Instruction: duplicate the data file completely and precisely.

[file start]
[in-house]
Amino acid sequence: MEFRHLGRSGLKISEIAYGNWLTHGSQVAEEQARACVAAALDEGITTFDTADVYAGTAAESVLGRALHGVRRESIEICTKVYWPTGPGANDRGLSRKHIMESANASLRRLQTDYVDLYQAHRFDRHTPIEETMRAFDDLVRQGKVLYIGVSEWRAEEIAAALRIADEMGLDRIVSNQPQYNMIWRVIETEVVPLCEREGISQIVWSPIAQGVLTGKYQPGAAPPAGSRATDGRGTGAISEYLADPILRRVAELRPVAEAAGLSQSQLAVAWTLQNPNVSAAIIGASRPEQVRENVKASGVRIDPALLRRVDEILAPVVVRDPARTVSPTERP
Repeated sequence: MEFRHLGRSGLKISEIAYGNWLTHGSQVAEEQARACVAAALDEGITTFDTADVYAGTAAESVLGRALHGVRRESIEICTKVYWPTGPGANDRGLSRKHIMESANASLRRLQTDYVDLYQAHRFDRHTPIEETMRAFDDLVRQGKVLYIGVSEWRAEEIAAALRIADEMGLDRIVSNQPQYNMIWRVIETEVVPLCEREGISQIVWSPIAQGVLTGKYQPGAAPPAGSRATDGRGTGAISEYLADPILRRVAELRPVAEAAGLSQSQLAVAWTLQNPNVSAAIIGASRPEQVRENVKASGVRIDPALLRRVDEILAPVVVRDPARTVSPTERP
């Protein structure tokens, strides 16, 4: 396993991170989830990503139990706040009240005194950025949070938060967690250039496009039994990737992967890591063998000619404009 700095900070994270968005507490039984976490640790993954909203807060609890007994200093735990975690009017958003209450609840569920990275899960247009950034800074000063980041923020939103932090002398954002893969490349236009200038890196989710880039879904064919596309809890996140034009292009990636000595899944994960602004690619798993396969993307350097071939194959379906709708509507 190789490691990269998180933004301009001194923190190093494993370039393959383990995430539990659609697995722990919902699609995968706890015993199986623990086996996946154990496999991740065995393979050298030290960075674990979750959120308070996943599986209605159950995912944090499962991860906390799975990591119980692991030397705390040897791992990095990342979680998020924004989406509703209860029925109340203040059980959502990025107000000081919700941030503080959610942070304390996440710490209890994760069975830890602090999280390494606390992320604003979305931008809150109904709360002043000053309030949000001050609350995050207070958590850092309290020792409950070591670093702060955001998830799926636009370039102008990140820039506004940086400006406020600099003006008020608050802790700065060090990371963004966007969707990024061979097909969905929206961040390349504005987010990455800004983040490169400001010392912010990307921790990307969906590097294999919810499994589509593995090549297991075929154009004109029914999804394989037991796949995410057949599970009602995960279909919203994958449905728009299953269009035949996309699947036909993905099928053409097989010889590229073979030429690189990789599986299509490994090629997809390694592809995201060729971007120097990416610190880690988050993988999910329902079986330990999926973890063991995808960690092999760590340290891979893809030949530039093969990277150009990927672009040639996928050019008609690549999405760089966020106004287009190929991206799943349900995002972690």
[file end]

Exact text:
[in-house]
Amino acid sequence: MEFRHLGRSGLKISEIAYGNWLTHGSQVAEEQARACVAAALDEGITTFDTADVYAGTAAESVLGRALHGVRRESIEICTKVYWPTGPGANDRGLSRKHIMESANASLRRLQTDYVDLYQAHRFDRHTPIEETMRAFDDLVRQGKVLYIGVSEWRAEEIAAALRIADEMGLDRIVSNQPQYNMIWRVIETEVVPLCEREGISQIVWSPIAQGVLTGKYQPGAAPPAGSRATDGRGTGAISEYLADPILRRVAELRPVAEAAGLSQSQLAVAWTLQNPNVSAAIIGASRPEQVRENVKASGVRIDPALLRRVDEILAPVVVRDPARTVSPTERP
Repeated sequence: MEFRHLGRSGLKISEIAYGNWLTHGSQVAEEQARACVAAALDEGITTFDTADVYAGTAAESVLGRALHGVRRESIEICTKVYWPTGPGANDRGLSRKHIMESANASLRRLQTDYVDLYQAHRFDRHTPIEETMRAFDDLVRQGKVLYIGVSEWRAEEIAAALRIADEMGLDRIVSNQPQYNMIWRVIETEVVPLCEREGISQIVWSPIAQGVLTGKYQPGAAPPAGSRATDGRGTGAISEYLADPILRRVAELRPVAEAAGLSQSQLAVAWTLQNPNVSAAIIGASRPEQVRENVKASGVRIDPALLRRVDEILAPVVVRDPARTVSPTERP
């Protein structure tokens, strides 16, 4: 396993991170989830990503139990706040009240005194950025949070938060967690250039496009039994990737992967890591063998000619404009 700095900070994270968005507490039984976490640790993954909203807060609890007994200093735990975690009017958003209450609840569920990275899960247009950034800074000063980041923020939103932090002398954002893969490349236009200038890196989710880039879904064919596309809890996140034009292009990636000595899944994960602004690619798993396969993307350097071939194959379906709708509507 190789490691990269998180933004301009001194923190190093494993370039393959383990995430539990659609697995722990919902699609995968706890015993199986623990086996996946154990496999991740065995393979050298030290960075674990979750959120308070996943599986209605159950995912944090499962991860906390799975990591119980692991030397705390040897791992990095990342979680998020924004989406509703209860029925109340203040059980959502990025107000000081919700941030503080959610942070304390996440710490209890994760069975830890602090999280390494606390992320604003979305931008809150109904709360002043000053309030949000001050609350995050207070958590850092309290020792409950070591670093702060955001998830799926636009370039102008990140820039506004940086400006406020600099003006008020608050802790700065060090990371963004966007969707990024061979097909969905929206961040390349504005987010990455800004983040490169400001010392912010990307921790990307969906590097294999919810499994589509593995090549297991075929154009004109029914999804394989037991796949995410057949599970009602995960279909919203994958449905728009299953269009035949996309699947036909993905099928053409097989010889590229073979030429690189990789599986299509490994090629997809390694592809995201060729971007120097990416610190880690988050993988999910329902079986330990999926973890063991995808960690092999760590340290891979893809030949530039093969990277150009990927672009040639996928050019008609690549999405760089966020106004287009190929991206799943349900995002972690």